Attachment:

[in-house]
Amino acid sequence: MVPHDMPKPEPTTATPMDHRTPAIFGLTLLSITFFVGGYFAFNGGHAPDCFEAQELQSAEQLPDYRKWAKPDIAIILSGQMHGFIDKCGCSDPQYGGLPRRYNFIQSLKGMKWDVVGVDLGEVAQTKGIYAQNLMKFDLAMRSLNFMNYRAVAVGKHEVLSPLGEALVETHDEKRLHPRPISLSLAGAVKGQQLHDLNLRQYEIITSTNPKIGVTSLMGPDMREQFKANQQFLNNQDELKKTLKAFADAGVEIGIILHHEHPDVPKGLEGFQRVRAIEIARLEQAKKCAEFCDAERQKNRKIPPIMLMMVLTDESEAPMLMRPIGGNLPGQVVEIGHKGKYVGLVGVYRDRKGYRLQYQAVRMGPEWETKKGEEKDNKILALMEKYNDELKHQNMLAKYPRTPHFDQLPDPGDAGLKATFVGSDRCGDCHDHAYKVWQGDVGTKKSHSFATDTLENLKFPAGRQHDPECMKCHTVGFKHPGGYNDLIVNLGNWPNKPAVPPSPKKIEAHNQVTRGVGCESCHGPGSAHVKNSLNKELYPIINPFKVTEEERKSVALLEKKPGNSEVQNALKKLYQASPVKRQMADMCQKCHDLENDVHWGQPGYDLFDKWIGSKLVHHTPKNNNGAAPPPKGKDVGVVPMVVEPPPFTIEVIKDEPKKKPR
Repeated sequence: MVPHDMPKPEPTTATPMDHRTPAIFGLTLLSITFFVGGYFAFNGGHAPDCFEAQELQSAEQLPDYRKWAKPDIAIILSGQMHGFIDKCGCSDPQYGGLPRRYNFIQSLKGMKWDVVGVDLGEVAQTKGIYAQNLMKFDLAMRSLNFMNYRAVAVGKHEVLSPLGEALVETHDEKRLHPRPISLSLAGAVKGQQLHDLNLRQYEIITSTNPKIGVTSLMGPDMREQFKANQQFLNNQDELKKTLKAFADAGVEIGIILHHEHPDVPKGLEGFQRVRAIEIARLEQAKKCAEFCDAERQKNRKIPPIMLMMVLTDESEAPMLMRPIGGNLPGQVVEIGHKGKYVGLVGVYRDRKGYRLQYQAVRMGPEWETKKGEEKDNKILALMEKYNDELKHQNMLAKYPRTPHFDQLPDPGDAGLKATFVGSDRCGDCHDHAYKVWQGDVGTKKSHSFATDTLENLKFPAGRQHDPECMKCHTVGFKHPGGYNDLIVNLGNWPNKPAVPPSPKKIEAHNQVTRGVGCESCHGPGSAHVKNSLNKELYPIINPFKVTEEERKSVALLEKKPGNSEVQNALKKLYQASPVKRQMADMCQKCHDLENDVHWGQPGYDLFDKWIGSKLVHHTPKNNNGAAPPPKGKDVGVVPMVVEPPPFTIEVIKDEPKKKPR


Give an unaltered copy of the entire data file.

[in-house]
Amino acid sequence: MVPHDMPKPEPTTATPMDHRTPAIFGLTLLSITFFVGGYFAFNGGHAPDCFEAQELQSAEQLPDYRKWAKPDIAIILSGQMHGFIDKCGCSDPQYGGLPRRYNFIQSLKGMKWDVVGVDLGEVAQTKGIYAQNLMKFDLAMRSLNFMNYRAVAVGKHEVLSPLGEALVETHDEKRLHPRPISLSLAGAVKGQQLHDLNLRQYEIITSTNPKIGVTSLMGPDMREQFKANQQFLNNQDELKKTLKAFADAGVEIGIILHHEHPDVPKGLEGFQRVRAIEIARLEQAKKCAEFCDAERQKNRKIPPIMLMMVLTDESEAPMLMRPIGGNLPGQVVEIGHKGKYVGLVGVYRDRKGYRLQYQAVRMGPEWETKKGEEKDNKILALMEKYNDELKHQNMLAKYPRTPHFDQLPDPGDAGLKATFVGSDRCGDCHDHAYKVWQGDVGTKKSHSFATDTLENLKFPAGRQHDPECMKCHTVGFKHPGGYNDLIVNLGNWPNKPAVPPSPKKIEAHNQVTRGVGCESCHGPGSAHVKNSLNKELYPIINPFKVTEEERKSVALLEKKPGNSEVQNALKKLYQASPVKRQMADMCQKCHDLENDVHWGQPGYDLFDKWIGSKLVHHTPKNNNGAAPPPKGKDVGVVPMVVEPPPFTIEVIKDEPKKKPR
Repeated sequence: MVPHDMPKPEPTTATPMDHRTPAIFGLTLLSITFFVGGYFAFNGGHAPDCFEAQELQSAEQLPDYRKWAKPDIAIILSGQMHGFIDKCGCSDPQYGGLPRRYNFIQSLKGMKWDVVGVDLGEVAQTKGIYAQNLMKFDLAMRSLNFMNYRAVAVGKHEVLSPLGEALVETHDEKRLHPRPISLSLAGAVKGQQLHDLNLRQYEIITSTNPKIGVTSLMGPDMREQFKANQQFLNNQDELKKTLKAFADAGVEIGIILHHEHPDVPKGLEGFQRVRAIEIARLEQAKKCAEFCDAERQKNRKIPPIMLMMVLTDESEAPMLMRPIGGNLPGQVVEIGHKGKYVGLVGVYRDRKGYRLQYQAVRMGPEWETKKGEEKDNKILALMEKYNDELKHQNMLAKYPRTPHFDQLPDPGDAGLKATFVGSDRCGDCHDHAYKVWQGDVGTKKSHSFATDTLENLKFPAGRQHDPECMKCHTVGFKHPGGYNDLIVNLGNWPNKPAVPPSPKKIEAHNQVTRGVGCESCHGPGSAHVKNSLNKELYPIINPFKVTEEERKSVALLEKKPGNSEVQNALKKLYQASPVKRQMADMCQKCHDLENDVHWGQPGYDLFDKWIGSKLVHHTPKNNNGAAPPPKGKDVGVVPMVVEPPPFTIEVIKDEPKKKPR